The Dura-Europos Good Shepherd
Circa 250 A.D.
Yale University Art Gallery
This is the earliest known image of Christ as the Good Shepherd. It was painted above the baptismal pool in the church at Dura-Europos, Syria, which was rediscovered only in the 20th century.
A shepherd with a sheep on his shoulders was common in the pagan art of the period, but for Christians it referred to the many passages in scripture and commentary that envisioned Jesus as a shepherd who cares for his flock – especially Luke 15:1-7, where the shepherd finds his one lost sheep and "when he hath found it, lay[s] it upon his shoulders, rejoicing." Syrian liturgical and theological sources of this time often associate the shepherd metaphor with baptism, so this image would be particularly appropriate in a baptistery (Peppard, 99-107).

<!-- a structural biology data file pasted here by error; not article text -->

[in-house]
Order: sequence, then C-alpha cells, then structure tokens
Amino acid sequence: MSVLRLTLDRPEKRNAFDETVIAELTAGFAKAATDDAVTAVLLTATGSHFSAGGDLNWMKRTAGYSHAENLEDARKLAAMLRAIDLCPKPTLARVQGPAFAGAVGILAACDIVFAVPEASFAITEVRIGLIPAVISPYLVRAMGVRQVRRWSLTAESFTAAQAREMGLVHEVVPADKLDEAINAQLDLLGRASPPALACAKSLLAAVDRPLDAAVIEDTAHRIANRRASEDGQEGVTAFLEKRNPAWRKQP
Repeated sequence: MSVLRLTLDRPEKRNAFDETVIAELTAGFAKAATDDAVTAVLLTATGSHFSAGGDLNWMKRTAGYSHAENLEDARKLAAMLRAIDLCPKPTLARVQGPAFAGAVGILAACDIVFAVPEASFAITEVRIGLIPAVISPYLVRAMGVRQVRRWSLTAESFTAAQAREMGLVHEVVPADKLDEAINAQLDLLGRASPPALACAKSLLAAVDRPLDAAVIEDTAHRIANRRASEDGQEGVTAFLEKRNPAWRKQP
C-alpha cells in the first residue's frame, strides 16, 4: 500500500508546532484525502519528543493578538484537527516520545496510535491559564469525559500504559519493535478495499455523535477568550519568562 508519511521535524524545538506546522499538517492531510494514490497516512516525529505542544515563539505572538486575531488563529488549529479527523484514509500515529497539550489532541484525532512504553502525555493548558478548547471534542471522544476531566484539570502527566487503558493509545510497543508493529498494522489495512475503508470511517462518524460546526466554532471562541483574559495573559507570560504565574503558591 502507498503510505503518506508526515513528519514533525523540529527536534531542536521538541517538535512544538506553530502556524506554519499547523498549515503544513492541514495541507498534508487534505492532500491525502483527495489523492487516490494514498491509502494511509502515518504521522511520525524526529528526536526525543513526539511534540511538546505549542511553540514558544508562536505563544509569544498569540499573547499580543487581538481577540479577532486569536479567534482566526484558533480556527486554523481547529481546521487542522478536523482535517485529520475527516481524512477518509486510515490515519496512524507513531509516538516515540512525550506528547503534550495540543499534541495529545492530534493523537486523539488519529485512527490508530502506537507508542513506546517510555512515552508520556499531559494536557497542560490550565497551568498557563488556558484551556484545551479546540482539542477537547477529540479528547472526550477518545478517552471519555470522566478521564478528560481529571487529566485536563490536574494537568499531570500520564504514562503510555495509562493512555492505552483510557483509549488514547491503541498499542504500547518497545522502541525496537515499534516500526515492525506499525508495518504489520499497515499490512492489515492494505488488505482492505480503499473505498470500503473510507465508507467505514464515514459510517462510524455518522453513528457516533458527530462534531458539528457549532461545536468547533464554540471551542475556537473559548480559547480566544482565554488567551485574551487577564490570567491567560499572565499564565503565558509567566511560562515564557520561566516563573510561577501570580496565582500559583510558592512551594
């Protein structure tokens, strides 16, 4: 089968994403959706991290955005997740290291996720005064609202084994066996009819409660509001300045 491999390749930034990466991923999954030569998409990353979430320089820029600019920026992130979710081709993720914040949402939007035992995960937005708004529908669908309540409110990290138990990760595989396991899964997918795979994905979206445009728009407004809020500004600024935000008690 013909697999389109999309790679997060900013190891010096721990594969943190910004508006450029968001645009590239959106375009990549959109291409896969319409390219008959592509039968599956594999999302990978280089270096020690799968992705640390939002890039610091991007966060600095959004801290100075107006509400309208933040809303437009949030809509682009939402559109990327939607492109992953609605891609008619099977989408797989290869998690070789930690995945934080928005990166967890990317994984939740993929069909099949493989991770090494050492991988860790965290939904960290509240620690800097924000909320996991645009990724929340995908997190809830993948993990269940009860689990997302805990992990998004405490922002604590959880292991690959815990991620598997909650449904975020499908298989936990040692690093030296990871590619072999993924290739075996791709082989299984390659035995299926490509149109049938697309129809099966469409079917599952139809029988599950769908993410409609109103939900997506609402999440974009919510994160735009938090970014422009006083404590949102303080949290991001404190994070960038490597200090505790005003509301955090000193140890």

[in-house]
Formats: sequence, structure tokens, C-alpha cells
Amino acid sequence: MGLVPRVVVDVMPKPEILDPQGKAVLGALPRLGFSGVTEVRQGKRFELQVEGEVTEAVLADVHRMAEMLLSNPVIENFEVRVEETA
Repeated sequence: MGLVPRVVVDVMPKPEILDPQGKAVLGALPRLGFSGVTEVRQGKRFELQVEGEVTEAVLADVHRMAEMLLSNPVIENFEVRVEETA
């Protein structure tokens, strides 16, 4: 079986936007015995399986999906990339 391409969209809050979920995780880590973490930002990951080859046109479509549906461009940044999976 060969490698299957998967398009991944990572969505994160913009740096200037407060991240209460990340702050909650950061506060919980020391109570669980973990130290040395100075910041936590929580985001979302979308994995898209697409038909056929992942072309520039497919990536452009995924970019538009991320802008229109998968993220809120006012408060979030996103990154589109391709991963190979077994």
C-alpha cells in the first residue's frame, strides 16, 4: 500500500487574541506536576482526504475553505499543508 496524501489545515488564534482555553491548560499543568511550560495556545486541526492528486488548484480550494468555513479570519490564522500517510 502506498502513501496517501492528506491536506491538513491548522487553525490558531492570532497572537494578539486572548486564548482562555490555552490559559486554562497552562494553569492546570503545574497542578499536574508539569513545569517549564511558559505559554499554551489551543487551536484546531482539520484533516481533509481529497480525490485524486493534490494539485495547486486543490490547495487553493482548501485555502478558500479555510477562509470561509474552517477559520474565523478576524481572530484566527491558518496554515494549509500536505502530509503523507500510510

To the right of the shepherd are the faint remains of a flock of sheep. Peppard argues that when the painting is inspected closely one can see that some of the sheep are grazing and others drinking water. If so, that part of the painting would be an allusion to Psalm 23:2 (Vulgate 22:2), "He hath set me in a place of pasture. He hath brought me up, on the water of refreshment." The water would also constitute "an art-ritual transitive exchange…between the depicted water of the painting and the physical water of the font."
The two figures in the lower left were described by Clark Hopkins, the archeologist who discovered them: "two people nude except for white loincloths, picking fruit from a tree in the presence of a large serpent -- obviously Adam and Eve" (quoted in Mell, 59).
Read more about images of Christ as Shepherd.
Read more about images of Adam and Eve.
Source: this page at Wikimedia Commons.